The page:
“London” plate from “Songs of Innocence and Experience,’ by William Blake, 1794. Blake himself suffered periods of abject poverty, though he never gave up on his art. Wordsworth once wrote of him, “There is no doubt that this poor man was mad,” and Ruskin said he was “full of wild creeds and somewhat diseased in the brain.”

The focus on organized religion’s social aspects over the inner spiritual experience reaches its extreme in fundamentalism. The fundamentalist is the ultimate anti-mystic, anesthetizing the mind and molding the soul into a dim conformity. Where the mystical tradition cuts across cultures and sects, fundamentalism is grounded in dogma and encourages xenophobia among its members. The Christian fundamentalists occupying the American hinterland endorse freedom as the pinnacle of human values, yet wield their political clout to morally regulate the behavior of others and, in in contrast with their rosy image of themselves, represent the nascent totalitarianism of a well-organized minority. Their character is essentially the stereotypical American one as described by Tocqueville, extended into the religious sphere: their view of spirituality is a curiously materialistic one focused on the palpability of sin and salvation.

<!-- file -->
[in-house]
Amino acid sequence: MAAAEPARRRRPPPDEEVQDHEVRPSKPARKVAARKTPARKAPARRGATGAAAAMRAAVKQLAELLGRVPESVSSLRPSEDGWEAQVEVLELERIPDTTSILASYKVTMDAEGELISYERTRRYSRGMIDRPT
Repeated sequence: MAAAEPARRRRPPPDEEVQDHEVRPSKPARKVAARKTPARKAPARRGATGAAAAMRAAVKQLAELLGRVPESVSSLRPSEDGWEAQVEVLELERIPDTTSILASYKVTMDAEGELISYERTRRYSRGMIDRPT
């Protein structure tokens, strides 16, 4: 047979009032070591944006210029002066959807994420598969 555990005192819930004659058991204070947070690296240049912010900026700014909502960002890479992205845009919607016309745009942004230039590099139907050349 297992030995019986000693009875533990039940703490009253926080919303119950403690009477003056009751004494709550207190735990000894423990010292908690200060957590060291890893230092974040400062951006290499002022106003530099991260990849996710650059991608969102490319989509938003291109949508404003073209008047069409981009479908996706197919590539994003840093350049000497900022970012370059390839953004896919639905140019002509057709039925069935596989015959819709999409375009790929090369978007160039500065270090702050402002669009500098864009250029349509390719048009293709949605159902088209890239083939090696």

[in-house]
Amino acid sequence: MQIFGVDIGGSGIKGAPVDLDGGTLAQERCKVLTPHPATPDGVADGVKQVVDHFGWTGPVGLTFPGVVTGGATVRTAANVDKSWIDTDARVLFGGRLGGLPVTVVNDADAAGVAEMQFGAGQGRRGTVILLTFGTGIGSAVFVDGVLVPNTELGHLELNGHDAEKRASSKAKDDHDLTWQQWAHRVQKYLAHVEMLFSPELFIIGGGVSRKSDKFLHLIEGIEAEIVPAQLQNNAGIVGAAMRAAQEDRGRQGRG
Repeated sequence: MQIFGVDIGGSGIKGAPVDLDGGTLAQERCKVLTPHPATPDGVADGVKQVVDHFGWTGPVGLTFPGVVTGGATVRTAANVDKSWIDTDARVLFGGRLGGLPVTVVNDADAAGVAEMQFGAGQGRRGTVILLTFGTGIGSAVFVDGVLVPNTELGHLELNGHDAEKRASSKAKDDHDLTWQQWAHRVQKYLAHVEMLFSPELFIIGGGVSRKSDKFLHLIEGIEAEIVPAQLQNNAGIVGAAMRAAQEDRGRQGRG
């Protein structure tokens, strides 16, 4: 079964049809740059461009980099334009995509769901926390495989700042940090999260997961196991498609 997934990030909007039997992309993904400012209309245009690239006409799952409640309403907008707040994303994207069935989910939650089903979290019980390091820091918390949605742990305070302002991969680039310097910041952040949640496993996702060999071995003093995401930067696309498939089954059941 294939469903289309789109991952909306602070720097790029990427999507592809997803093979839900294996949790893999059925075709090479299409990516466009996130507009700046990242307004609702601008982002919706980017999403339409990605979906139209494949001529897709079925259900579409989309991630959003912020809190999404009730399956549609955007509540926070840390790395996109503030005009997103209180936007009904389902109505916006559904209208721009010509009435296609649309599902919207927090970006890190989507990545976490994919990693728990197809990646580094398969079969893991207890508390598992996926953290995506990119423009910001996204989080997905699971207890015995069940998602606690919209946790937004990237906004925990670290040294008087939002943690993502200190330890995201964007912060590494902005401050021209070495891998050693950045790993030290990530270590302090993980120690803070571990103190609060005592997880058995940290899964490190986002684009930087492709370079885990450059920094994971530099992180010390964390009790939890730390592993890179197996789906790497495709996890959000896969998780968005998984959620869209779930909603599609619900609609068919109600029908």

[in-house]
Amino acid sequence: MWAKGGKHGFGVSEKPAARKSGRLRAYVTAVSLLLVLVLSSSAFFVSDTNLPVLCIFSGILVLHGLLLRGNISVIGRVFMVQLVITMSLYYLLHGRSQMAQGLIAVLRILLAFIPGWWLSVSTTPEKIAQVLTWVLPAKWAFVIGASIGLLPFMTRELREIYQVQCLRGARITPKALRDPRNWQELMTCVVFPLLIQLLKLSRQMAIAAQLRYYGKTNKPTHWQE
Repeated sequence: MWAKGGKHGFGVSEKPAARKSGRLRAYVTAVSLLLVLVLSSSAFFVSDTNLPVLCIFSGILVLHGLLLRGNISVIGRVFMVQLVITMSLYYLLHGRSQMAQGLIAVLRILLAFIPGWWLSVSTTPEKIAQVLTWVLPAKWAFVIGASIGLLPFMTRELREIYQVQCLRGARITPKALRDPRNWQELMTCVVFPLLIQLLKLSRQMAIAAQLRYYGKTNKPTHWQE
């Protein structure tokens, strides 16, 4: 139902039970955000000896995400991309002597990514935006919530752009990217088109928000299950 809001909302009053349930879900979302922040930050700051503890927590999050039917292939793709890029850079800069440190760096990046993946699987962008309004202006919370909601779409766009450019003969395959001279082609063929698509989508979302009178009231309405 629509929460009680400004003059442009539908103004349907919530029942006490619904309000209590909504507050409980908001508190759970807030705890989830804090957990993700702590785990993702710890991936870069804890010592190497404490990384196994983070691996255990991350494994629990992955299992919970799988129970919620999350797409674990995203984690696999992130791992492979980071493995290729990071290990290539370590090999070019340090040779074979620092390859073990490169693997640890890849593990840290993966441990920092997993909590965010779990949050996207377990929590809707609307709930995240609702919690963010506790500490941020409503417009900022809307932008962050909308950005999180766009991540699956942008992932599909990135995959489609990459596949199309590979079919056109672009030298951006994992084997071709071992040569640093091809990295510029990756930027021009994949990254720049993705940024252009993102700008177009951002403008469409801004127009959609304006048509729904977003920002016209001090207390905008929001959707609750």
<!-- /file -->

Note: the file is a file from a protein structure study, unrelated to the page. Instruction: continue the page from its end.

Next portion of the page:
Being a nice openminded person, however, you decide to set your qualms aside, give the fundamentalists a chance, and pay them a visit. But you soon discover that to interact with them in a setting more intimate than a potluck is to teeter on an abyss of boorishness. Initially impressed by their ability to recite long passages of the Bible from memory, you soon learn that this is, in fact, a rote habit impressed from childhood, and they no more understand the meaning of their recitations than does a pet parrot. Good luck, as well, trying to have a conversation about the literary merits of the King James Version: for though a fundamentalist can readily quote Lamentations, the subtle patterning of its acrostics interests them not at all. Personal confession is replaced by the custom of confessing one’s sins before the entire congregation—a practice which must be pursued with zeal (for persuasion) and navigated with delicacy (for survival), as the confessor will afterwards have to endure the gossiping busybodies of their rural community or mega-church. (These public admissions tend to focus on minor lapses in ritual—not praying enough, not reading the Bible as often as one should, etc.—and an enthusiastic newcomer who, taking these performances at face value, commits the gaff of revealing an actual sin is apt to suffer undying shame.) The discipline of fundamentalist aesthetics encompasses two chief subtopics: denouncing nakedness in Renaissance paintings and discussing one’s favorite faith-based films. If you explain that liberals took over American culture because they have been the ones producing all the sophisticated cultural artifacts in the past half-century, you will be redirected towards the pervasive influence of a secret Jewish cabal. When The Ten Commandments inevitably tops the rankings of faith-based films and you point out that Cecil B. DeMille was half-Jewish, the horror of the insidious plot against hearts and minds is brought full circle. The solitary consciousness that adheres to Keats’s doctrine, “Beauty is truth, truth beauty,” is reluctant to behold the lumpy brain that diets on propaganda and conspiracy. Where the mystic translates feelings into art, the religious fundamentalist is a consumer of kitsch.